had to do some gymnastics to fill. Since all elements have at least 4 numbers
we can do a simple 4 take on each of them (0..80+81 %< 3 #ea"
->4+1=>i;). Base and representation operations are in
base 0. I add the 1 to get back to base 1 for Glee indexing.
Everything between the double quotes (#ea
"....") is executed for each item in the sequence. ( i ) is the 4 element numeric. The first
element is for color ((color[i[1]])); the
second for symbol ((symbol[i[2]])); etc.
Each of these is a one element sequence. I catenate them together to form a 4
element sequence of sequences. I index into each of my attributes and create a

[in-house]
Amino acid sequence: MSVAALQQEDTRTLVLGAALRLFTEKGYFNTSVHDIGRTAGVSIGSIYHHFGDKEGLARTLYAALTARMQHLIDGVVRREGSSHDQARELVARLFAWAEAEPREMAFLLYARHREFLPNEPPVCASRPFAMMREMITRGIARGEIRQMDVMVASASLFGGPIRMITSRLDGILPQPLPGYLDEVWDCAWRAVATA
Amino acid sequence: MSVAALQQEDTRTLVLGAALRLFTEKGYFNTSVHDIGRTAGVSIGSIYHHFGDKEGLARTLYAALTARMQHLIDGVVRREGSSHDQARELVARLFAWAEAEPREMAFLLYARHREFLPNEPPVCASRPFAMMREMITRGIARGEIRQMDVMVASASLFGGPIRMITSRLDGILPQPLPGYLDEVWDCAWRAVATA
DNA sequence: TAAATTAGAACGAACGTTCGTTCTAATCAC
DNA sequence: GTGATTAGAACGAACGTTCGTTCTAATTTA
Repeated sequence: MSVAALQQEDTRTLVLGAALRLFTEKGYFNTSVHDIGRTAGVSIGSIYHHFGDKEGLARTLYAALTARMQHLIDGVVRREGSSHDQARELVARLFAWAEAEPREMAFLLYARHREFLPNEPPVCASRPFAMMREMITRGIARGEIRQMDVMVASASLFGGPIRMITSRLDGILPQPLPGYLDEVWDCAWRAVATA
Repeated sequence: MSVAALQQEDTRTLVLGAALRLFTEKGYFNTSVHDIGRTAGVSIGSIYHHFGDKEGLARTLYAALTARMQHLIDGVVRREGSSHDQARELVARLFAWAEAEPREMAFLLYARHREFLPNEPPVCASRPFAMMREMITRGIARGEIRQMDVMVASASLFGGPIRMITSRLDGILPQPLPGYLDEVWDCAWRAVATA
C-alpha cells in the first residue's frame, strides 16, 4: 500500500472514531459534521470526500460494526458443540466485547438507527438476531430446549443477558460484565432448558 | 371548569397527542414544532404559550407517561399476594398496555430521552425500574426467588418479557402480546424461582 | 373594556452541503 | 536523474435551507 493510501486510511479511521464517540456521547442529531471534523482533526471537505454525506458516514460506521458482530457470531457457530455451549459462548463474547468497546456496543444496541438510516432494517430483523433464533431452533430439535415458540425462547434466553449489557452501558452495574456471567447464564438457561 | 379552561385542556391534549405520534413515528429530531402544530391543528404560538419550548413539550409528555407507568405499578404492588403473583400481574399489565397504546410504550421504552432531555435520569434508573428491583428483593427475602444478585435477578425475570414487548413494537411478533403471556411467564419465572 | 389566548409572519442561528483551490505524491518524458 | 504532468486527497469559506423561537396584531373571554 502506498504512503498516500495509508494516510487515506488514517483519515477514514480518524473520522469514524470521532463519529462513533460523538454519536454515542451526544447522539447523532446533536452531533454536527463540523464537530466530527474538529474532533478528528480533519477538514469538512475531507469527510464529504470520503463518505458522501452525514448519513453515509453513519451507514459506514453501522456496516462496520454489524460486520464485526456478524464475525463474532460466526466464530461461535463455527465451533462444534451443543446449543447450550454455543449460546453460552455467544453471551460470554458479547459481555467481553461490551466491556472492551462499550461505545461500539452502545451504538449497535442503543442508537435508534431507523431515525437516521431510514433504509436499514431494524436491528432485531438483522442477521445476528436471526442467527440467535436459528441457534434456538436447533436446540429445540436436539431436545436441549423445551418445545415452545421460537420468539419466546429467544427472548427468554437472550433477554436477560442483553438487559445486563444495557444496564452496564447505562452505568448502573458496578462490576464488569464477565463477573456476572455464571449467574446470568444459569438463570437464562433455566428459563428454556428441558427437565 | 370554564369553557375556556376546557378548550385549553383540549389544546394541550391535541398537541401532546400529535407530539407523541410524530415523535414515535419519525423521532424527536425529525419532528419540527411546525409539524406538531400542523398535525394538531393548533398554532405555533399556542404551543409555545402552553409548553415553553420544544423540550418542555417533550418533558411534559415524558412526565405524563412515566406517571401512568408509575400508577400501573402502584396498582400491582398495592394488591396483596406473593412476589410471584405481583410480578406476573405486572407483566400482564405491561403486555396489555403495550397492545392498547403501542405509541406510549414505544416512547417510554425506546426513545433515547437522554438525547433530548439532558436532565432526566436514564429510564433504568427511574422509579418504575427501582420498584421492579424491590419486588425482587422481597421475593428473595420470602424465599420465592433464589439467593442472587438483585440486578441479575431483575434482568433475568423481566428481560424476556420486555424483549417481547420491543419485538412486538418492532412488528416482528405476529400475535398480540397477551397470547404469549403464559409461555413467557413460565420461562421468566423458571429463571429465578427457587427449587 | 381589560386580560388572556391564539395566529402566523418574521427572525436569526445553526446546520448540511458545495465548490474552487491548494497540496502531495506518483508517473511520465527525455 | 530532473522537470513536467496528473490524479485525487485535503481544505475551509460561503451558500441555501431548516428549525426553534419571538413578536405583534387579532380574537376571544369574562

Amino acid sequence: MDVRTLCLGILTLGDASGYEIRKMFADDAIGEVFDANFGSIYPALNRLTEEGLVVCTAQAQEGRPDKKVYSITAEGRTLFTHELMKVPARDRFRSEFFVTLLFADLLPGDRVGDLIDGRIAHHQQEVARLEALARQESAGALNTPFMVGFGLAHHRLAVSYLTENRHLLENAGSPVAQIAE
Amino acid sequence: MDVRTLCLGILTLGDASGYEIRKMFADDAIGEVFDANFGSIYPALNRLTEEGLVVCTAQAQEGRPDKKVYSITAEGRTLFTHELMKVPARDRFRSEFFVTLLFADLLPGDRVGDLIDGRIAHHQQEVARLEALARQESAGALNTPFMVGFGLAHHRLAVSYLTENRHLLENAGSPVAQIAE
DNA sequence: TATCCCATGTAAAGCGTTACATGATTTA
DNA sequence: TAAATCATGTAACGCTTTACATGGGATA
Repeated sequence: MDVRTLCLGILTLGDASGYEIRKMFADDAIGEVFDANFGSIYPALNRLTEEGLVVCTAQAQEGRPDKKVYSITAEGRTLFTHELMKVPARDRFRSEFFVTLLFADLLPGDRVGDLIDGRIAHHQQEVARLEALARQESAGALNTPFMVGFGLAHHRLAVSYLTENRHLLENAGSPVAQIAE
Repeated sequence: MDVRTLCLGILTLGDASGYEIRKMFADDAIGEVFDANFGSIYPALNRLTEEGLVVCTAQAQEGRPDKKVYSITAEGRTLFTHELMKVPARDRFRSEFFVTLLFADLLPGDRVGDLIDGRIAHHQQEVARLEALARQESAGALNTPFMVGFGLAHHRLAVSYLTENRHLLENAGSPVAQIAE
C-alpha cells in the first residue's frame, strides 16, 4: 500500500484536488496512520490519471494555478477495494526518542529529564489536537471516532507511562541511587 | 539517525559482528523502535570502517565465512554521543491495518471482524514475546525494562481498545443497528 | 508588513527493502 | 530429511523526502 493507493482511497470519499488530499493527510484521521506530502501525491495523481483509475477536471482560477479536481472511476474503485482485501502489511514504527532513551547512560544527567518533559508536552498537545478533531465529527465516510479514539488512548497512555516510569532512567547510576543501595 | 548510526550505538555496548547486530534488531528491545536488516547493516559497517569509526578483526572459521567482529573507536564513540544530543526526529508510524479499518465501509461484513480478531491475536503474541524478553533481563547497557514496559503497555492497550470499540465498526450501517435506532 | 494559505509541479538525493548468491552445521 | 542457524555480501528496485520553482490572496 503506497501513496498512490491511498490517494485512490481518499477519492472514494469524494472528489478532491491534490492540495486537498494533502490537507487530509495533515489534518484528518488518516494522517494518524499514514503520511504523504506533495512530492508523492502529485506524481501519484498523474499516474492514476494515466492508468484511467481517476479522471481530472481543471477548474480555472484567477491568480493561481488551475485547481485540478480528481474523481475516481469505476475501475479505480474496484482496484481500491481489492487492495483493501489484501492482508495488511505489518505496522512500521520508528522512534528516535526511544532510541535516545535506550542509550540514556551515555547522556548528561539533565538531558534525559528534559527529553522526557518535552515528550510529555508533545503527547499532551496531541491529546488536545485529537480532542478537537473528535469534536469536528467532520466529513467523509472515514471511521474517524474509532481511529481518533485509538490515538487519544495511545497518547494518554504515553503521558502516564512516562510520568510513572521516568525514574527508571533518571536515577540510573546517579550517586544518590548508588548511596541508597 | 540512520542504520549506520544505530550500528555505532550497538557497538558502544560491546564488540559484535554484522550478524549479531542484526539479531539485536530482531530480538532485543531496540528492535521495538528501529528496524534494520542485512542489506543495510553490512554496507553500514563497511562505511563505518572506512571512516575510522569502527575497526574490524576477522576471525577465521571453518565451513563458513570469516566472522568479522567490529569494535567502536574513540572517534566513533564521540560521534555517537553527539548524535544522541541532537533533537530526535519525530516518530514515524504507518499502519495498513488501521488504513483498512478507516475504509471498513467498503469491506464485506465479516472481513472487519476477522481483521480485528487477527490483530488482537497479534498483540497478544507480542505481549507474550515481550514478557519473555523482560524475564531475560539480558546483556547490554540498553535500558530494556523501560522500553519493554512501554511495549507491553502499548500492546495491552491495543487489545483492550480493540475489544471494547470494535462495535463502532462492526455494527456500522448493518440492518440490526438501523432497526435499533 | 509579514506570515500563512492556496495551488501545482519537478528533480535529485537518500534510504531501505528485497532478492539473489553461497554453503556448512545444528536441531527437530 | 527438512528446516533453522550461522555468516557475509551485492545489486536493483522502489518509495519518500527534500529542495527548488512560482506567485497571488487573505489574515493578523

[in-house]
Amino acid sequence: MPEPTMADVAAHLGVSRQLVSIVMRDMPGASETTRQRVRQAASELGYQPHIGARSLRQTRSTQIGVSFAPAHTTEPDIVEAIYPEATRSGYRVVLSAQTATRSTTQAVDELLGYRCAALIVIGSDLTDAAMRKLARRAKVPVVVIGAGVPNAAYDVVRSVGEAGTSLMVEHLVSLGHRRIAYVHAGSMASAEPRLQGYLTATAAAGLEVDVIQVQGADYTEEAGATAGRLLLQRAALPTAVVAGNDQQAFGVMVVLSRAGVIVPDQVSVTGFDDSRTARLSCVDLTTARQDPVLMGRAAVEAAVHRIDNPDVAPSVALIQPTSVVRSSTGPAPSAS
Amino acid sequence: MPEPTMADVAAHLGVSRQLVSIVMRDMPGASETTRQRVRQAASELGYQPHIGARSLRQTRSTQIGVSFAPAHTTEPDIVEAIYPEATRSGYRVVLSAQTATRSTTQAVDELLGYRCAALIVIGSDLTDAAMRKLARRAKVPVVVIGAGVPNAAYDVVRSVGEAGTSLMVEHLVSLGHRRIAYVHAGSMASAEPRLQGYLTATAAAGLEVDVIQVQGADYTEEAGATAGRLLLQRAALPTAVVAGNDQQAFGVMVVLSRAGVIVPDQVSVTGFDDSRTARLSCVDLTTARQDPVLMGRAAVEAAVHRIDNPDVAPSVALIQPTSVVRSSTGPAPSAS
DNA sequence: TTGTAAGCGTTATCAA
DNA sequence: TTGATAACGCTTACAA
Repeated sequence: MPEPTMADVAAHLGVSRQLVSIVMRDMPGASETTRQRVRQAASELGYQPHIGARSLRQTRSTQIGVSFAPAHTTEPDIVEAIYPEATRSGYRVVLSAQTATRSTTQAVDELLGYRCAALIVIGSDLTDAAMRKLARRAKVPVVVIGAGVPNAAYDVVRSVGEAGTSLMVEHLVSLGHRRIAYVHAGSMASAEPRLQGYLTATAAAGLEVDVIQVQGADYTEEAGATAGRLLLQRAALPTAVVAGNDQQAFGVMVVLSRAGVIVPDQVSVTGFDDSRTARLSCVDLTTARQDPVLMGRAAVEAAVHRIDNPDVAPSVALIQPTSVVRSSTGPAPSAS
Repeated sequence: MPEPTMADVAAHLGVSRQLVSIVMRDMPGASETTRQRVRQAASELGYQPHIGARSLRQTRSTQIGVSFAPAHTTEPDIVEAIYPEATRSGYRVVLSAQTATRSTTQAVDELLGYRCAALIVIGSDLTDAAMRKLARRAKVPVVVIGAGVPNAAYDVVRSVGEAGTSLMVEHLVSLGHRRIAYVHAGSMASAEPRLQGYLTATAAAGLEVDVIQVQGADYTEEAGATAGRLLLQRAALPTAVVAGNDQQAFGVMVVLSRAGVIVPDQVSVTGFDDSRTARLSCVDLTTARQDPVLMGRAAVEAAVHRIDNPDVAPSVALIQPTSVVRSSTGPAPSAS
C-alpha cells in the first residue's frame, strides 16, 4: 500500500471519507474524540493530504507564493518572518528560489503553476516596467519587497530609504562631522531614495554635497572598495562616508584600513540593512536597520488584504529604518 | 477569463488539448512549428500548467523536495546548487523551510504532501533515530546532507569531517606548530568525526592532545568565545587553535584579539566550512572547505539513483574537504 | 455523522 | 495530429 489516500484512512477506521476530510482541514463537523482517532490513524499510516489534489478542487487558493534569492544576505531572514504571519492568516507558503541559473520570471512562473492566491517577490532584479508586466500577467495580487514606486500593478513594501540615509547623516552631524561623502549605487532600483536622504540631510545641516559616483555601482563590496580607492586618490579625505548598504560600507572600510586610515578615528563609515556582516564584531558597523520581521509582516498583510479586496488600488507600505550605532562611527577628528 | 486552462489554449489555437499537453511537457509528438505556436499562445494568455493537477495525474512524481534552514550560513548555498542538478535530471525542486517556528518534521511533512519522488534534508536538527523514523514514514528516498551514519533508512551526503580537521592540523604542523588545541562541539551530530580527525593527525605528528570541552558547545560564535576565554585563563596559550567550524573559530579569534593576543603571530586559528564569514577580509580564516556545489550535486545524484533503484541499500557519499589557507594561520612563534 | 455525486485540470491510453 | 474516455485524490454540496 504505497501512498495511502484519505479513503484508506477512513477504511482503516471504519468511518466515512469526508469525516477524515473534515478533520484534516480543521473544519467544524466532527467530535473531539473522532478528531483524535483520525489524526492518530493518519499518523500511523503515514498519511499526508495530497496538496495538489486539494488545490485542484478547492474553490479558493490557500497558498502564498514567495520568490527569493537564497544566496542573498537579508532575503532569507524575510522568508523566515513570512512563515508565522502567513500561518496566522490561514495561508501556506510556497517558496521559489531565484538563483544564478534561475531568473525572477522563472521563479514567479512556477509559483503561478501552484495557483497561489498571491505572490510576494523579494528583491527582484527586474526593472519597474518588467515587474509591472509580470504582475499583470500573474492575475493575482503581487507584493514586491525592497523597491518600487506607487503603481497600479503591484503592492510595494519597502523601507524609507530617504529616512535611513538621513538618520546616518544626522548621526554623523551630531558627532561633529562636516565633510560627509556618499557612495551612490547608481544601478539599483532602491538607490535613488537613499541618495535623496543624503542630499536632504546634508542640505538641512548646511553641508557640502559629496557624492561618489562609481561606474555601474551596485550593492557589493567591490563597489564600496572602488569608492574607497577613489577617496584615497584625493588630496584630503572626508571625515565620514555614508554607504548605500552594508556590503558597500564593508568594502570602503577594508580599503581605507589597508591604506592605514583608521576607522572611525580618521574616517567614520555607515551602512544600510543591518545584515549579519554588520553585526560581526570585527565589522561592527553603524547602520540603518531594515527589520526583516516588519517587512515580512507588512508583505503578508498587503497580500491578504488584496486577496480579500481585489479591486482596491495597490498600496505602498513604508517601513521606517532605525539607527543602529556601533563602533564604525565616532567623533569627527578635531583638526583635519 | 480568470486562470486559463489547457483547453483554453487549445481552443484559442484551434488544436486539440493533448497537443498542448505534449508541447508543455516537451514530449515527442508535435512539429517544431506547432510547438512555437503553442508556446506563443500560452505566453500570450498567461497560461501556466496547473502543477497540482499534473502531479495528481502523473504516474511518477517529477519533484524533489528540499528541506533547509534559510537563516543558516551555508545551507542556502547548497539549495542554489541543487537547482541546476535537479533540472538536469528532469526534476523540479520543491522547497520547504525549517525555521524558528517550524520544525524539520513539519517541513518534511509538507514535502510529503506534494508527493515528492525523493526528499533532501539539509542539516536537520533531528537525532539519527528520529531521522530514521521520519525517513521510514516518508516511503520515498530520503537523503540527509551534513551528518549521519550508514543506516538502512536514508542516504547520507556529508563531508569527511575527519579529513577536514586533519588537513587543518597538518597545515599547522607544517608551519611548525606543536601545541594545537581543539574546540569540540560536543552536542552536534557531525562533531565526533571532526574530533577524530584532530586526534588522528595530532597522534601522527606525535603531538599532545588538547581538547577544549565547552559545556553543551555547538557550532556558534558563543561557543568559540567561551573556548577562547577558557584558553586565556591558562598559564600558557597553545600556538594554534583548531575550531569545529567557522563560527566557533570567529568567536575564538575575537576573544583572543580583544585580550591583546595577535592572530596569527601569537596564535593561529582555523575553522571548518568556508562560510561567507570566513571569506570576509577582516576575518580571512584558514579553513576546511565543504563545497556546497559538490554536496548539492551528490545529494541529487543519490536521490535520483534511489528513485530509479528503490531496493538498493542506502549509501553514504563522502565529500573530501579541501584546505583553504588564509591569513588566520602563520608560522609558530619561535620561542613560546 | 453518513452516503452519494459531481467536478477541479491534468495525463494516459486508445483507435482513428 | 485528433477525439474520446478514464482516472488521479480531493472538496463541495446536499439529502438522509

4 item sequence of strings. These sequences represent each of the possible
combinations on a card. The output of this (#ea"...") operation is an 81 item
sequence which is my deck of cards (..."
=>deck;).
- deck[deck# %%(deck#)?100 ``>]
=>deck; Sorts the cards in the deck. deck# %%(deck#) forms the 81 element numeric
vector containing all 81's. Applying the random operator (with fixed seed of
100) (81 81... 81 81 ? 100), I create 81
random numbers between 1 and 81. Grading these gives me 81 randomized indices I
use to index into the deck resulting in a new shuffeled deck. (deck[81 81... 81 ?100 ``>] =>deck;).
- deck <- CardsPerHand =>hand;
gives me a hand out of the shuffeled deck.
- hand[CardsPerHand !
CardsPerSet]=>sets;. Given this hand, if I index into it with
all the combinations of CardsPerHand taken CardsPerSet at at time (i.e.
12 ! 3) I produce all the possible sets
for this hand.
- sets[sets #ea "< ``& /# ^| 2